Legionella Bacteria in Hot Tub

An outbreak of Legionnaire’s disease in Staffordshire likely originated from a hot tub according to government health officials.

Investigators from the Health Protection Agency (HPA) took samples from a hot tub at the Stoke-on-Trent JTF Mega Discount Warehouse and found bacteria that match the strain responsible for 18 recent cases. One patient died in the Staffordshire outbreak.

JTF Warehouse released a statement saying that it was “extremely concerned” over the incident and that it had withdrawn the product from all of its stores, which consist of 11 branches spread across the Midlands and northern England. The store also said that it was cooperating with the ongoing investigation.

Seven remain in hospital

Seven people are still at the Stoke-on-Trent hospital with one other person in stable condition at a Leicester hospital, health officials reported on Monday. No details are available on the patient who died on Saturday.

The health agencies said that JFT Warehouse decommissioned the hot tub on Tuesday when investigations began to identify the possible source of the Legionnaire’s disease outbreak. Among the sites tested were air conditioning systems and cooling towers, which are common mechanisms for the spread of the bacteria.

Unusual strain of disease

Samples from the JFT Warehouse hot tub tested at a Colindale specialist laboratory on Monday revealed an “unusual strain” of the legionella microbe, according to Sue Ibbotson, the HPA’s regional director. The hot tub strain’s DNA fingerprint matched the samples taken from the patients. All those infected ranged in age from their late 40s to their mid 70s.

Health and Safety Executive teams and the Stoke-on-Trent council continue to take samples from locations across the city as a precautionary measure.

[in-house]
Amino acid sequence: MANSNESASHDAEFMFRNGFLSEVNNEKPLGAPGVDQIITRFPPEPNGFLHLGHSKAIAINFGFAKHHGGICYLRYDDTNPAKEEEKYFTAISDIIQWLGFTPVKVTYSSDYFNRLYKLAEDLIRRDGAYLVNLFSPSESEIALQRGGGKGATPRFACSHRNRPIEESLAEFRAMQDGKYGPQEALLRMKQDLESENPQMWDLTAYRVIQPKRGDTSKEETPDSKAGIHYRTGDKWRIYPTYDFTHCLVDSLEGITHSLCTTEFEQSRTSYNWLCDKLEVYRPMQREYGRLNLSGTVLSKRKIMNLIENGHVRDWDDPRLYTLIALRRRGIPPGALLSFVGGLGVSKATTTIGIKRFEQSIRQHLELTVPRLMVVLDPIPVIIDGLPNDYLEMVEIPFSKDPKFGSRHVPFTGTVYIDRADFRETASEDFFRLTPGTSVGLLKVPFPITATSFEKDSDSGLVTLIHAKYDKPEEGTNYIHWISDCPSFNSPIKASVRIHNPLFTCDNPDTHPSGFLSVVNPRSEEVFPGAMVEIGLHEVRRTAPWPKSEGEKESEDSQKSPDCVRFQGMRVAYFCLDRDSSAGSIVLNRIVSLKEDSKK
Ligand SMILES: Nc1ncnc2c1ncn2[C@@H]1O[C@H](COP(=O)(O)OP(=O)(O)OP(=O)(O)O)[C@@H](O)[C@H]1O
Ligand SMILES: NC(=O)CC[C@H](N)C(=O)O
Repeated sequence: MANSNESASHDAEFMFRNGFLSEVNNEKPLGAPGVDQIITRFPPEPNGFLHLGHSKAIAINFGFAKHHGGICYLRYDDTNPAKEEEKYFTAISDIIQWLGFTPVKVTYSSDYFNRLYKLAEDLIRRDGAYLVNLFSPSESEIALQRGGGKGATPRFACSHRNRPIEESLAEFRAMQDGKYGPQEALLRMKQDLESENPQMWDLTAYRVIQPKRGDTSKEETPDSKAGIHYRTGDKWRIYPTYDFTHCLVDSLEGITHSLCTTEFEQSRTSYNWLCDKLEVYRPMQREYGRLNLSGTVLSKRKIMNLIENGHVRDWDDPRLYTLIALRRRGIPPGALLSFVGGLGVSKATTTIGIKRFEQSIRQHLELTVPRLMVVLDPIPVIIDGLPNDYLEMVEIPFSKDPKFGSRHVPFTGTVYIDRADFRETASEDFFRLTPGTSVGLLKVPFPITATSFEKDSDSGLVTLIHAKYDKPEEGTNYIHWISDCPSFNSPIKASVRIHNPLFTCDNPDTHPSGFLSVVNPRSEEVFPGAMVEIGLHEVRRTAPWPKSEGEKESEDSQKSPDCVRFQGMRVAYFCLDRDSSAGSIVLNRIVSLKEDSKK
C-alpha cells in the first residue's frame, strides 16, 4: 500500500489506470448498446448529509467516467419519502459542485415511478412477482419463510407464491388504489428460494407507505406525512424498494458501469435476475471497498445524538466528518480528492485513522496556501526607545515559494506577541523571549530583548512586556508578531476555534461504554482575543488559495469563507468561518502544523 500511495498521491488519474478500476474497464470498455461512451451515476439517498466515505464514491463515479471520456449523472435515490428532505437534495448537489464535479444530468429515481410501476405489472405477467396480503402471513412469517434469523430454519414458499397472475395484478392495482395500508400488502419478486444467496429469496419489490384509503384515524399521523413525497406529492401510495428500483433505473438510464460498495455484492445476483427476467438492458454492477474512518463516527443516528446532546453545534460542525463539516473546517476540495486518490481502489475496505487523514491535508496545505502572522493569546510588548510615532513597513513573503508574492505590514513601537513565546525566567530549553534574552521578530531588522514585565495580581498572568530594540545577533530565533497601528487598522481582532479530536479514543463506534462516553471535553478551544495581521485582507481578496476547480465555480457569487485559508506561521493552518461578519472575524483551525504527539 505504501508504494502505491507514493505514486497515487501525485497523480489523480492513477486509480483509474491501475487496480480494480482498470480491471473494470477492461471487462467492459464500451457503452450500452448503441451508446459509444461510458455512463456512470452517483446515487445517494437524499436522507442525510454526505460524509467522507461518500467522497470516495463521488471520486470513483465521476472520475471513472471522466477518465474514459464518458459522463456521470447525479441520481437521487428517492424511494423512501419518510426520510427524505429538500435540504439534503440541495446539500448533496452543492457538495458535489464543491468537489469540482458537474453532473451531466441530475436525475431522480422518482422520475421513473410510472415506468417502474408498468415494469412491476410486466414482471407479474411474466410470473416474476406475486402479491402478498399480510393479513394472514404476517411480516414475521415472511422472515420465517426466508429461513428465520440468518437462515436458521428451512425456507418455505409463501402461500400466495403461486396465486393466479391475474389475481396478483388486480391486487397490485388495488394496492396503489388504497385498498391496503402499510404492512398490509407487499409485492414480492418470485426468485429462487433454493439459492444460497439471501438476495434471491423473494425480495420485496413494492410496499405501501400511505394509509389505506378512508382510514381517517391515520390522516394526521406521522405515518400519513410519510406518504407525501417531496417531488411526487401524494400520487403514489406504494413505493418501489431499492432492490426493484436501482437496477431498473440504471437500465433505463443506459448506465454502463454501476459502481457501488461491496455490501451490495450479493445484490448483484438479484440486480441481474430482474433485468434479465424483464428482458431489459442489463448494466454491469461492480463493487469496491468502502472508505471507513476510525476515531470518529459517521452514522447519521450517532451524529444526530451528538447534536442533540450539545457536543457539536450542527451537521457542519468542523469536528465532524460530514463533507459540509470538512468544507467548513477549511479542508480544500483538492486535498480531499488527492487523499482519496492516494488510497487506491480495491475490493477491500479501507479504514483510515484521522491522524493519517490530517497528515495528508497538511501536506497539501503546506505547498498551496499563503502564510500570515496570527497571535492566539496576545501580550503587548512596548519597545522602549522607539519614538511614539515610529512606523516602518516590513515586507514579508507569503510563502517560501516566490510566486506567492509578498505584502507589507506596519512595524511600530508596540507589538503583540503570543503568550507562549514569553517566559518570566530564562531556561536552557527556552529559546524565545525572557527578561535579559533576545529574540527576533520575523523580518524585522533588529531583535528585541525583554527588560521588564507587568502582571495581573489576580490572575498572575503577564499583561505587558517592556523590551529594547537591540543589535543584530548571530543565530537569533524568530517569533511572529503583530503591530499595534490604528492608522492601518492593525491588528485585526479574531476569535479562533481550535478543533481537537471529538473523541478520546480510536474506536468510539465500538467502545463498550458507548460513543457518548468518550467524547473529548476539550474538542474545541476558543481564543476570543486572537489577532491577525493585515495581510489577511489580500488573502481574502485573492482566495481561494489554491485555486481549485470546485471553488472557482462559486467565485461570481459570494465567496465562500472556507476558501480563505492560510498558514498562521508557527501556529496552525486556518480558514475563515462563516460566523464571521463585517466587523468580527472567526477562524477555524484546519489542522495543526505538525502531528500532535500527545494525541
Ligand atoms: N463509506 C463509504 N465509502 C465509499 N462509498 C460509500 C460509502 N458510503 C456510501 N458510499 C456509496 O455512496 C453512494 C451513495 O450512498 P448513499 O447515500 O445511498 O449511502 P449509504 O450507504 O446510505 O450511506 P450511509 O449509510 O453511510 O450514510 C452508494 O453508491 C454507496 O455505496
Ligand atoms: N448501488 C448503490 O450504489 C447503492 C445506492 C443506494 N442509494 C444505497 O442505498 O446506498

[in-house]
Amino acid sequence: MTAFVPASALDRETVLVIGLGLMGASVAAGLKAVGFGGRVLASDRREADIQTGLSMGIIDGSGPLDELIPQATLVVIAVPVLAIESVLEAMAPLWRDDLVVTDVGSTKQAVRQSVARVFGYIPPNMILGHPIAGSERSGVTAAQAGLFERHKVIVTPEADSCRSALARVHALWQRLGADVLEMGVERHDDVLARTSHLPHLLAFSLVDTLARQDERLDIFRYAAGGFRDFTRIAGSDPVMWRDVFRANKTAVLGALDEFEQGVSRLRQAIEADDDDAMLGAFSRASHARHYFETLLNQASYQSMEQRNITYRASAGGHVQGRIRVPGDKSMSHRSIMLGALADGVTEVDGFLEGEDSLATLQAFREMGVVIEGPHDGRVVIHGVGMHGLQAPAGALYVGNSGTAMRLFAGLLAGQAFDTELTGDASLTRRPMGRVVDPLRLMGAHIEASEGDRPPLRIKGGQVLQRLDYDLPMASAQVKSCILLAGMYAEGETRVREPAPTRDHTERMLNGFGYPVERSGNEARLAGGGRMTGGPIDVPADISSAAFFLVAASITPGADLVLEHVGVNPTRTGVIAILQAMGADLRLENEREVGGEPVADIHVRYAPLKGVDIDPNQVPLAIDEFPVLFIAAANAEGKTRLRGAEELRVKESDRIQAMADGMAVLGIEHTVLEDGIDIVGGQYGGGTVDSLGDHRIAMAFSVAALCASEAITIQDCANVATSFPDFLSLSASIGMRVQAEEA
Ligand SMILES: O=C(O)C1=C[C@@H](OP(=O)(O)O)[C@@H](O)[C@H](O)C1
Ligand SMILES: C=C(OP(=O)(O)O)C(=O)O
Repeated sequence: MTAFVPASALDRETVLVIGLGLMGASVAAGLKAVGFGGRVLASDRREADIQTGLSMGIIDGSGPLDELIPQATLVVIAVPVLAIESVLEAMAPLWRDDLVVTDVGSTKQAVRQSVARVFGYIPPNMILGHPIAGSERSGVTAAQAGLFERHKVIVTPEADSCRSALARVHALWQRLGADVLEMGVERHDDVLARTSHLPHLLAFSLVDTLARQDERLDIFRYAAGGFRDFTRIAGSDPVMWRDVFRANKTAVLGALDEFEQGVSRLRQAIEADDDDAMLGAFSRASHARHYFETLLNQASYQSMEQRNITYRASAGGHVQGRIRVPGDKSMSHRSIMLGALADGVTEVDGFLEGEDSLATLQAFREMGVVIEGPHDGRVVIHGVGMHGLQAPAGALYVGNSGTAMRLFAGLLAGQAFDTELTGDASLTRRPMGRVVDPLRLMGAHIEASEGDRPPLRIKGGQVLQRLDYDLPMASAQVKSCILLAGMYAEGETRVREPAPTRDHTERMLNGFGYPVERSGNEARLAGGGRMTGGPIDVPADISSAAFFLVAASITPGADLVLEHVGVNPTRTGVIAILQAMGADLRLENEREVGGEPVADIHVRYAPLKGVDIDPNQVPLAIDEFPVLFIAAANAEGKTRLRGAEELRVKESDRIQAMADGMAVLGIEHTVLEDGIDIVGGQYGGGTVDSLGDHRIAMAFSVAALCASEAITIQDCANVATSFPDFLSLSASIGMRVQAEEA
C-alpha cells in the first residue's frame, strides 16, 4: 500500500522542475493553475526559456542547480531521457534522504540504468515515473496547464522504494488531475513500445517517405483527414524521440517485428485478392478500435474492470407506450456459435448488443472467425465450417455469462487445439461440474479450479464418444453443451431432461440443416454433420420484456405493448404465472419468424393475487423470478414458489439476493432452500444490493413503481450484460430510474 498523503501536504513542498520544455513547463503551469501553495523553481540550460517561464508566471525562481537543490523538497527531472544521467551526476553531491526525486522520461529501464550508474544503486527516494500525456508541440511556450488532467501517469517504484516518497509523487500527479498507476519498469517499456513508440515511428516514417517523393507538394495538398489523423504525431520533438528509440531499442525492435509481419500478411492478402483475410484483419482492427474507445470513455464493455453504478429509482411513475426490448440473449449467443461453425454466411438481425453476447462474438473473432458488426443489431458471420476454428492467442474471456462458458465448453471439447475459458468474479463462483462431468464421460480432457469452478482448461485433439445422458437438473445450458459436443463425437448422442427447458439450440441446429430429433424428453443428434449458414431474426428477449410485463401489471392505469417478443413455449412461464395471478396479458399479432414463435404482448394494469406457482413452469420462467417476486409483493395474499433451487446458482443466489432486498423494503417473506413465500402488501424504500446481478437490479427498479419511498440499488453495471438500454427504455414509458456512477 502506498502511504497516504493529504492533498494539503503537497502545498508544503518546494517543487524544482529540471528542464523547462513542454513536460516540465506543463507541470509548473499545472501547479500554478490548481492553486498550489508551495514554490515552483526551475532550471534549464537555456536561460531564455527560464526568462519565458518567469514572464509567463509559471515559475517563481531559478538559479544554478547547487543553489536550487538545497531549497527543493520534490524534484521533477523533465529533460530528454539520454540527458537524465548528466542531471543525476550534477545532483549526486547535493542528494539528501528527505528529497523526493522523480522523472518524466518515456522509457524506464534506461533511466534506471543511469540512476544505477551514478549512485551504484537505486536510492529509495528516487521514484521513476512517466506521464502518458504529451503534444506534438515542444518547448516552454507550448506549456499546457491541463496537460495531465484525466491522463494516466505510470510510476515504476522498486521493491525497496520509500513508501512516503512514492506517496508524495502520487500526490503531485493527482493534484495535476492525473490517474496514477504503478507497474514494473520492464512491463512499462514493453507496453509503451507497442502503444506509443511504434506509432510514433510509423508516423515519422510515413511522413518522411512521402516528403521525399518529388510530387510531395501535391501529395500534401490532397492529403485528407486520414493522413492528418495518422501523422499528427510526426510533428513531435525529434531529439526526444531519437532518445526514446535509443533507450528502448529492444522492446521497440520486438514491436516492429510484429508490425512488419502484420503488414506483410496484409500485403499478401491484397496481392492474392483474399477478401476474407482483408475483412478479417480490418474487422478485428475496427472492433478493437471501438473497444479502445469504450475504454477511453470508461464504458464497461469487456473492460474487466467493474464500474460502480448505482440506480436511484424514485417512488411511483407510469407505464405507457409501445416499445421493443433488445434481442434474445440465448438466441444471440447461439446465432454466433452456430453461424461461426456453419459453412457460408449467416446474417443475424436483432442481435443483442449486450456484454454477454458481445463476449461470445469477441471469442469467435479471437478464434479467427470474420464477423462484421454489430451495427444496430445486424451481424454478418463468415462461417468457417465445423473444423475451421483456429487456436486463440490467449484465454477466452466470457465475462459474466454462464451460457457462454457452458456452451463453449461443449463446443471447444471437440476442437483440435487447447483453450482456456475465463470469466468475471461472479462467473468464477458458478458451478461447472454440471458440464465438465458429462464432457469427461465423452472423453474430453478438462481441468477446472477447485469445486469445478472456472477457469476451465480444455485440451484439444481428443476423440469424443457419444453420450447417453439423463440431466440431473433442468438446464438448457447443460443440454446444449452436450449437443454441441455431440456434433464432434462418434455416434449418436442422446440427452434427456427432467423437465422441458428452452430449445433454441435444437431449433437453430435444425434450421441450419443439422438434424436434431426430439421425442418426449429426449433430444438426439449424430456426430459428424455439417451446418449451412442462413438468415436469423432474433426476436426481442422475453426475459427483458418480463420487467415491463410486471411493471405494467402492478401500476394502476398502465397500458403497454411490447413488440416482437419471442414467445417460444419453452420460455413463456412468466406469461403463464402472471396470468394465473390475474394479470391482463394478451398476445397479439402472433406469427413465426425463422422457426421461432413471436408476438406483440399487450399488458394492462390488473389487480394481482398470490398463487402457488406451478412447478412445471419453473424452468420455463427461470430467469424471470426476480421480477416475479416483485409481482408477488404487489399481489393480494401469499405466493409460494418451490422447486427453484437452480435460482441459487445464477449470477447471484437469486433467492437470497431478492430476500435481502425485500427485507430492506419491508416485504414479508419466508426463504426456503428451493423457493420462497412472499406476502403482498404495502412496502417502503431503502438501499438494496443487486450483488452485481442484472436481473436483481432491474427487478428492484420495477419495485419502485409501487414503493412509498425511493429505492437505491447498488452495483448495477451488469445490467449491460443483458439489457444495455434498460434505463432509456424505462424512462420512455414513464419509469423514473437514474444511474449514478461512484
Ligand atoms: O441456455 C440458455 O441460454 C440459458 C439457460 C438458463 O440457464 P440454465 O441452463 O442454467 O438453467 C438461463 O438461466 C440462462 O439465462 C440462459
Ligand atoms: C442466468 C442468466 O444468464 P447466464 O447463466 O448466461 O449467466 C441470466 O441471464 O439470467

Ibbotson said the agency also looked at “detailed histories” of the confirmed cases and found that 17 of 18 known cases visited the JFT Warehouse within two weeks prior to becoming ill. Additionally, spa pools are a common source of Legionnaire’s disease, which infects the lungs.

She cautioned that we may still see further cases of the disease related to this outbreak as JTF Warehouse withdrew the hot tub on 24 July. Typically, it can take up to two weeks for people to become ill after exposure to the legionella bacteria.

Zafar Iqbal, the Stoke NHS director of public health, expressed optimism now that health authorities have identified the probable source of the outbreak and have implemented proper measures. He said that if any one is displaying Legionnaire’s disease symptoms, including fever, aching muscles, fatigue, headaches and dry cough, they should see their doctor and call NHS Direct on 0845 46 47.

Legionnaire’s disease attacks lungs

The bacterial disease infects the lungs and can cause pneumonia. The symptoms resemble those of the flu and include high fever that is often 39.5°C or above.

If pneumonia develops, there may be shortness of breath, chest pain, sore belly, vomiting, hallucinations and diarrhoea. On average, there are more than 500 cases of the disease in the UK each year. About 160 cases involve infections that occur while travelling abroad. About one out of every 10 cases results in fatality.

How the disease spreads

Legionnaire’s disease spreads primarily through exposure to bacteria-contaminated water that ranges in temperature from 20°C-45°C. Among the systems that provide ideal conditions for legionella bacteria growth are spa pools, cooling towers and hot water systems. Other common sources of the disease are fountains, ponds and communal showers. The risk for infection increases when the system creates water mists and aerosol that people can easily inhale.

Normally, the body’s defences can adequately prevent infection due to breathing in tiny droplets of contaminated water by forcing the fluid into the stomach where the bacteria breaks down in the digestive system. The action that prevents fluid from entering the breathing system is the gag reflex. Tiny hair-like cilia located on the mucous membranes further block water droplets from passing into the respiratory system.

However, for people suffering from lung disease or weakened immune systems, and smokers, these defence mechanisms may not work properly. The middle-aged, and particularly middle-aged men, are most susceptible to the disease.

Treatment

Legionnaire’s disease requires prompt treatment with antibiotics that are capable of accessing cells in the respiratory system where the bacteria hide. Prevention of the disease involves regular cleaning and maintenance of source mechanisms including cooling towers and spa pools.

Hospitals report that remaining patients from the Staffordshire outbreak are in “stable and improving” condition.

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Author: +Duncan Hollis